This damaged nerve may be anywhere in the body.
The most common areas in the body for neuralgia to occur are in the face and the neck.
The pain is brief but may be severe.
There are several options available for treating different forms of neuralgia.
They depend largely on the type of nerve damage and what caused it.
The symptoms of this condition include:
- Increased sensitivity of the skin along the path of the damaged nerve – slightest touch is felt as pain.
- Numbness along the path of the nerve.
- A sharp stabbing pain can also be felt – this pain often tends to come and go.
- Weakness or complete paralysis of the muscles supplied by the same nerve.
Causes Of Neuralgia
The cause of neuralgia is nerve damage.
For more on nerve damage, please read Diabetic Neuropathy & Related Nerve Pain.
Every nerve running through the body is protected by a special coating called the myelin sheath.
When the myelin is damaged or wears away, this leaves the nerve unprotected.
The result is a stabbing, shocking-pain known as neuralgia.
In many cases, the cause of neuralgia is unknown.
Different Forms Of Neuralgia
The three main types of neuralgia are:
- Trigeminal ( TGN )
- Postherpetic (PHN )
- Glossopharyngeal (GPN )
Postherpetic neuralgia and trigeminal neuralgia are the two most common forms.
In cases where the cause of neuralgia has been found, it is often due to a more serious underlying condition that has either aggravated or caused the neuralgia.
Also known as TGN, it has been suggested that it is caused by compression of the trigeminal nerve.
The trigeminal nerve runs from the brain to the face.
Direct pressure on the nerves from bone, ligaments, blood vessels, or tumors can cause TGN.
Physical injury or trauma from surgery has also been known to cause lead to this particular condition.
The cause of the pain is believed to be from a blood vessel pressing upon the trigeminal nerve where it meets the brainstem.
Pain is more targeted to one side of the face.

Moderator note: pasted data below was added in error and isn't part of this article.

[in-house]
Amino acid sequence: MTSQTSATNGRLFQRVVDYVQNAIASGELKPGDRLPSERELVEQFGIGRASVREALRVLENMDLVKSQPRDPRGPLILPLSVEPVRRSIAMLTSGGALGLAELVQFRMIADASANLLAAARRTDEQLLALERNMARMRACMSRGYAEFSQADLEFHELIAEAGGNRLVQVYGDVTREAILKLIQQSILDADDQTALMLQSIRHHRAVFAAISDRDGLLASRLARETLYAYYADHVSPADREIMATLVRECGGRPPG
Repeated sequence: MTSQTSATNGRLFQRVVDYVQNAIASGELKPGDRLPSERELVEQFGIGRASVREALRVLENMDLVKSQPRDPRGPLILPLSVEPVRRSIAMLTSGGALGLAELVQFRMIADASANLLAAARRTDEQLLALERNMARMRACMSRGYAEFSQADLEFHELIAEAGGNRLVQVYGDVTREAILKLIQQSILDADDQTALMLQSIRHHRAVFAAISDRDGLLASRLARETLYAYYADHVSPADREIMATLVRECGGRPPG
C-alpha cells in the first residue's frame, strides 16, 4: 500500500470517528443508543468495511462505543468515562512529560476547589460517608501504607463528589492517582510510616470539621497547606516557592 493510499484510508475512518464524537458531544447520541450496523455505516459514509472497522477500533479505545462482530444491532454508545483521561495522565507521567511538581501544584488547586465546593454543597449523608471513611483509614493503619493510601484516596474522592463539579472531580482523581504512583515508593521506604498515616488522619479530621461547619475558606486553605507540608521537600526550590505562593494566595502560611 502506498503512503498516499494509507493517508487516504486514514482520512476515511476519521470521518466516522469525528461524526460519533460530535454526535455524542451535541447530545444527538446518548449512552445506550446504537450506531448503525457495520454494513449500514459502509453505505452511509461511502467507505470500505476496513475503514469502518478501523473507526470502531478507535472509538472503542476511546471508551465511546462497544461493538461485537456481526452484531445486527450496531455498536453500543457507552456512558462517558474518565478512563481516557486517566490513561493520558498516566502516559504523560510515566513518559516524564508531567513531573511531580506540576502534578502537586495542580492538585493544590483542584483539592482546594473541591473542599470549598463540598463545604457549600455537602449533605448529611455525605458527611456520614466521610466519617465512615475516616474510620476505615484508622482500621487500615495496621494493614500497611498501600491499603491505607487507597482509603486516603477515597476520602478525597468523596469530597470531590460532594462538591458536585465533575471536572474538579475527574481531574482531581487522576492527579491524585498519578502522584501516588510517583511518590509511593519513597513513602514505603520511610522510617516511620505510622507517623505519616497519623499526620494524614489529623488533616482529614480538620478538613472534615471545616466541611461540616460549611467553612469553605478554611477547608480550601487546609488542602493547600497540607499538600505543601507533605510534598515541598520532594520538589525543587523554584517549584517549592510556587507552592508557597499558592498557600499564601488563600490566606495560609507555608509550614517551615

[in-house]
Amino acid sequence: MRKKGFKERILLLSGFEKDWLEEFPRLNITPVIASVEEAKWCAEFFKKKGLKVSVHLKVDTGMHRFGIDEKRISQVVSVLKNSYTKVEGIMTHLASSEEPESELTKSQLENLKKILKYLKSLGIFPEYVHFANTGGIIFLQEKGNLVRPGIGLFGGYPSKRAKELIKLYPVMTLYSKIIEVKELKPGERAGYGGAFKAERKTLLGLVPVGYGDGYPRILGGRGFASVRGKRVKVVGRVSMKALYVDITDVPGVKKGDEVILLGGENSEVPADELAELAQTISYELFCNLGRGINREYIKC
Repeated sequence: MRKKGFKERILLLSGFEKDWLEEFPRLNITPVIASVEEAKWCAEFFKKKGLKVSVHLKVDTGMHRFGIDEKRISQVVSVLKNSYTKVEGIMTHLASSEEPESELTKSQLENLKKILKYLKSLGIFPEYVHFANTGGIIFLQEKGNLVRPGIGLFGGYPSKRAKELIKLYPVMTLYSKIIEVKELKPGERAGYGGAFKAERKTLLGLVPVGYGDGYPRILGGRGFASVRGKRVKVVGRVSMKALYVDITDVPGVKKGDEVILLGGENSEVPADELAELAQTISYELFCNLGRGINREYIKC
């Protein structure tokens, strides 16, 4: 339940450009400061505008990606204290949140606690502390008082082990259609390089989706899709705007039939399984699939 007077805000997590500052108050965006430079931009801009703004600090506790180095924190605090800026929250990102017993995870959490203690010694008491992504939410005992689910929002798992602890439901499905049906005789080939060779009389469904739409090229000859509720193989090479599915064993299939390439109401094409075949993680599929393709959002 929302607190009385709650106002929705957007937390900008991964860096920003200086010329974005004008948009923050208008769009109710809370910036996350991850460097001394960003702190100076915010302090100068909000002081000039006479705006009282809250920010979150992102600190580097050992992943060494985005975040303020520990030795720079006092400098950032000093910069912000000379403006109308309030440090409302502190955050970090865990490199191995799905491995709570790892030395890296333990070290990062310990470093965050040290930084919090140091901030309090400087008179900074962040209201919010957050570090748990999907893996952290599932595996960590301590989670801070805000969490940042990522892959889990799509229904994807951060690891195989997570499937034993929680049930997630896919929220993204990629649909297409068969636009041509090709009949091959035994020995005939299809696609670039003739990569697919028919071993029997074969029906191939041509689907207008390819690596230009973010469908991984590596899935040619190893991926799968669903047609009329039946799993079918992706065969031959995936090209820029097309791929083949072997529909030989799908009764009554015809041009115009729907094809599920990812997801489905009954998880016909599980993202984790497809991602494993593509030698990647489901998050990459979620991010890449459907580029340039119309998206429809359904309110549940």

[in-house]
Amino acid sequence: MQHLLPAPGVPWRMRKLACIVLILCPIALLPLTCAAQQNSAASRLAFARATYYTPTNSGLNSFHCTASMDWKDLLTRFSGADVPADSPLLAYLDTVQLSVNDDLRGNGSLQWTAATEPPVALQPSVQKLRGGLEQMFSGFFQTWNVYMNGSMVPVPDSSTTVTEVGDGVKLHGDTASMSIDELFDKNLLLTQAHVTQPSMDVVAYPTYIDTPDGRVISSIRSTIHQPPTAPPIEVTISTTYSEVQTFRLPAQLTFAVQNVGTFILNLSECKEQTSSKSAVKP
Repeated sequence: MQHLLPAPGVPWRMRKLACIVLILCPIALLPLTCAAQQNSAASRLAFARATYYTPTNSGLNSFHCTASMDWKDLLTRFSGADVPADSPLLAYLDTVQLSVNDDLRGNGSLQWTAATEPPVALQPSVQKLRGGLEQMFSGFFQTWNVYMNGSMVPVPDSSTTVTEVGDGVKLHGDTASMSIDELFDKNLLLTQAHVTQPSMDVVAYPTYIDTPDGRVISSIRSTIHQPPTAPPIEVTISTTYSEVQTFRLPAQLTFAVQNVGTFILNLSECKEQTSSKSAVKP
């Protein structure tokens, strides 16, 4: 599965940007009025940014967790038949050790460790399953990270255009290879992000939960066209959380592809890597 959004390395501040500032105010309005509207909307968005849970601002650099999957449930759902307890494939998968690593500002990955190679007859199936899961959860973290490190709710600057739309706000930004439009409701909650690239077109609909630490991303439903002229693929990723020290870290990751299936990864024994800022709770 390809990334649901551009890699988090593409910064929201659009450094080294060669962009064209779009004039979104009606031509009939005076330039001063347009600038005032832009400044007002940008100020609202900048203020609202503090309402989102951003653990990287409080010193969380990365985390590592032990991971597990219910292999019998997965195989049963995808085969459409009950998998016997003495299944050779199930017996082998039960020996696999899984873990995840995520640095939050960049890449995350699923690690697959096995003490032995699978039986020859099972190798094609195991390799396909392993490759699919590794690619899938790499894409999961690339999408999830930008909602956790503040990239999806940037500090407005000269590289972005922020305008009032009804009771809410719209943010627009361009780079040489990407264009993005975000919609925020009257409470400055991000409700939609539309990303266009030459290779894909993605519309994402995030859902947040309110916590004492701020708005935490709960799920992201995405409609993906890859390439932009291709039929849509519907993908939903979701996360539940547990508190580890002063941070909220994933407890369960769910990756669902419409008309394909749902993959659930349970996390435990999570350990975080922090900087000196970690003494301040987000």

TGN is also more common in the elderly.
Postherpetic neuralgia is very common in older patients or those with a compromised immune system.
Also known as PHN, it can occur after an attack of Shingles.
This condition is very rare before the age of 50, but 50% of patients older than 60 years and 75% over the age of 70 are affected following an attack of shingles.
PHN can erupt wherever the outbreak of shingles occurred and ranges from mild to severe,
It may last a few months or even affect patients for years.
Other infections known to cause neuralgia include Lyme disease, HIV, and syphilis.
Also known as GPN, it affects the glossopharyngeal nerve, which provides feeling to the throat.
It is perhaps the most uncommon type and is described as an excruciating shock-like-pain.
The pain occurs along the base of the tongue and tonsils, extending to the ear or angle of the jaw into the upper lateral neck.
This can be triggered by swallowing, yawning, or clearing the throat in the most extreme of cases.
Other known causes of neuralgia include:
Many who suffer from diabetes often suffer from some form of neuralgia as well.
This is due to excess glucose in the bloodstream which leads to myelin damage.
Multiple sclerosis (MS)
MS is a disease characterized by the degradation of myelin.
Treating neuralgia is not easy.
There are many factors to consider including the cause ( underlying conditions ), location, and severity of the pain.
By strictly controlling the blood sugar levels, the battle is half won.
Treating the patient’s glucose levels could stabilize and prevent further myelin damage.
Doctors will prescribe antidepressants, lidocaine patches, pain medicines, shots of anesthetics or nerve blocks.
Something as radical as surgery and injections of chemicals are also explored to reduce feeling in the nerve.
These procedures may not improve symptoms and can cause loss of feeling or abnormal sensations.
There are several, more natural drug-free treatments and remedies to relieve the symptoms.
It is still recommended you discuss these with your doctor before pursuing any of the following treatments.
Please read Neuralgia Finally A Thing Of The Past for more information on the disease, as well as possible treatment options.